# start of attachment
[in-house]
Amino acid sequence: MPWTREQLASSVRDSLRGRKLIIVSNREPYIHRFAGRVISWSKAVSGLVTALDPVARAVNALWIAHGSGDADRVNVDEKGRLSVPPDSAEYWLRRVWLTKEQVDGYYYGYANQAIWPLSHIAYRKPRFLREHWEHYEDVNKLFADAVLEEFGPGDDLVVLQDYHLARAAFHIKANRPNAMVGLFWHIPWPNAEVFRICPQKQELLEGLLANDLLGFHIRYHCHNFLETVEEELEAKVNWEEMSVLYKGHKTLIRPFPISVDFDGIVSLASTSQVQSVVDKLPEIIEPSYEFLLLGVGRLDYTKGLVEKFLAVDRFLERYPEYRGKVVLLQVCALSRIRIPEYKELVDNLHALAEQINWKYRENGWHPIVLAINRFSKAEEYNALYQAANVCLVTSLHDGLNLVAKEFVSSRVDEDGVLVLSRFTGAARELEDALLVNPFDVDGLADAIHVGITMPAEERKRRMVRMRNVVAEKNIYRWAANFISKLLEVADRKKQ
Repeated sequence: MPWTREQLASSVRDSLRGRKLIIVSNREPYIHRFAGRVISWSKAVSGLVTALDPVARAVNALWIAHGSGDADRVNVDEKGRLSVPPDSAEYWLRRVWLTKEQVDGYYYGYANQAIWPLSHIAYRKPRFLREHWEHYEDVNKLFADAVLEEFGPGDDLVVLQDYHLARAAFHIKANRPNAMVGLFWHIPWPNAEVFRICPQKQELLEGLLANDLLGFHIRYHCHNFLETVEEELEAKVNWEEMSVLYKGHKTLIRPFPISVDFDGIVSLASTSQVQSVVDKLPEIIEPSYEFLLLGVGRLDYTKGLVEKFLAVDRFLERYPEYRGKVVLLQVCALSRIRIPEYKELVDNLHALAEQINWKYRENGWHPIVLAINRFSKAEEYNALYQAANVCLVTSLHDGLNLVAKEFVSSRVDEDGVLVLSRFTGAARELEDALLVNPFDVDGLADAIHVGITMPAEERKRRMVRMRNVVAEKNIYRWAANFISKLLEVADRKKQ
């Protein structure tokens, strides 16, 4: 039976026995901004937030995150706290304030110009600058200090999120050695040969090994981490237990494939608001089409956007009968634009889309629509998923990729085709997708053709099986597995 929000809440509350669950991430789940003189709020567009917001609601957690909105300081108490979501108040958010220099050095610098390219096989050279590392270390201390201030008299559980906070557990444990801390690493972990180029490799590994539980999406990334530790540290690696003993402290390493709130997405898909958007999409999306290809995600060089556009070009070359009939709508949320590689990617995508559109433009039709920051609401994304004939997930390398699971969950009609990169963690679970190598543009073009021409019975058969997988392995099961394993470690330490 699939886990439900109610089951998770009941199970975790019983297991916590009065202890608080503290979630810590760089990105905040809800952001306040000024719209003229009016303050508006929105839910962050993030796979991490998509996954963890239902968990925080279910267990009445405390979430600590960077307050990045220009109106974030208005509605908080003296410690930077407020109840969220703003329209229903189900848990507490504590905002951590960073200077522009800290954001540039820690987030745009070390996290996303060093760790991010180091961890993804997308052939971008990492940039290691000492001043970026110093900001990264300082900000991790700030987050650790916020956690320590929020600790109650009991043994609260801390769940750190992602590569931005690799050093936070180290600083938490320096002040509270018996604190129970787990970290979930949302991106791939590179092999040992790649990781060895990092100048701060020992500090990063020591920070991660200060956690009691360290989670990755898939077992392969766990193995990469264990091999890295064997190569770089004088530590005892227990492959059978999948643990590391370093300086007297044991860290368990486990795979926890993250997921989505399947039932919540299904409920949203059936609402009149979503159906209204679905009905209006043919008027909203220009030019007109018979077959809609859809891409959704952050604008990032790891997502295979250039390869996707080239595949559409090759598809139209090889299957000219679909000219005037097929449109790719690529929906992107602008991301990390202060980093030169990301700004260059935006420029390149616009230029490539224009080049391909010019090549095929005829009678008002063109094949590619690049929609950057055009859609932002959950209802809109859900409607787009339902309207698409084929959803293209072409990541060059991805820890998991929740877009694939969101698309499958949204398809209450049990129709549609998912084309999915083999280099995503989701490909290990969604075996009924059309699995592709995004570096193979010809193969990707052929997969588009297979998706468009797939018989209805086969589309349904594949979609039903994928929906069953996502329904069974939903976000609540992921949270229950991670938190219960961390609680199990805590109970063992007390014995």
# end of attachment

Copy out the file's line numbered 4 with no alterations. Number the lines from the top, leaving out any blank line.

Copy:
């Protein structure tokens, strides 16, 4: 039976026995901004937030995150706290304030110009600058200090999120050695040969090994981490237990494939608001089409956007009968634009889309629509998923990729085709997708053709099986597995 929000809440509350669950991430789940003189709020567009917001609601957690909105300081108490979501108040958010220099050095610098390219096989050279590392270390201390201030008299559980906070557990444990801390690493972990180029490799590994539980999406990334530790540290690696003993402290390493709130997405898909958007999409999306290809995600060089556009070009070359009939709508949320590689990617995508559109433009039709920051609401994304004939997930390398699971969950009609990169963690679970190598543009073009021409019975058969997988392995099961394993470690330490 699939886990439900109610089951998770009941199970975790019983297991916590009065202890608080503290979630810590760089990105905040809800952001306040000024719209003229009016303050508006929105839910962050993030796979991490998509996954963890239902968990925080279910267990009445405390979430600590960077307050990045220009109106974030208005509605908080003296410690930077407020109840969220703003329209229903189900848990507490504590905002951590960073200077522009800290954001540039820690987030745009070390996290996303060093760790991010180091961890993804997308052939971008990492940039290691000492001043970026110093900001990264300082900000991790700030987050650790916020956690320590929020600790109650009991043994609260801390769940750190992602590569931005690799050093936070180290600083938490320096002040509270018996604190129970787990970290979930949302991106791939590179092999040992790649990781060895990092100048701060020992500090990063020591920070991660200060956690009691360290989670990755898939077992392969766990193995990469264990091999890295064997190569770089004088530590005892227990492959059978999948643990590391370093300086007297044991860290368990486990795979926890993250997921989505399947039932919540299904409920949203059936609402009149979503159906209204679905009905209006043919008027909203220009030019007109018979077959809609859809891409959704952050604008990032790891997502295979250039390869996707080239595949559409090759598809139209090889299957000219679909000219005037097929449109790719690529929906992107602008991301990390202060980093030169990301700004260059935006420029390149616009230029490539224009080049391909010019090549095929005829009678008002063109094949590619690049929609950057055009859609932002959950209802809109859900409607787009339902309207698409084929959803293209072409990541060059991805820890998991929740877009694939969101698309499958949204398809209450049990129709549609998912084309999915083999280099995503989701490909290990969604075996009924059309699995592709995004570096193979010809193969990707052929997969588009297979998706468009797939018989209805086969589309349904594949979609039903994928929906069953996502329904069974939903976000609540992921949270229950991670938190219960961390609680199990805590109970063992007390014995």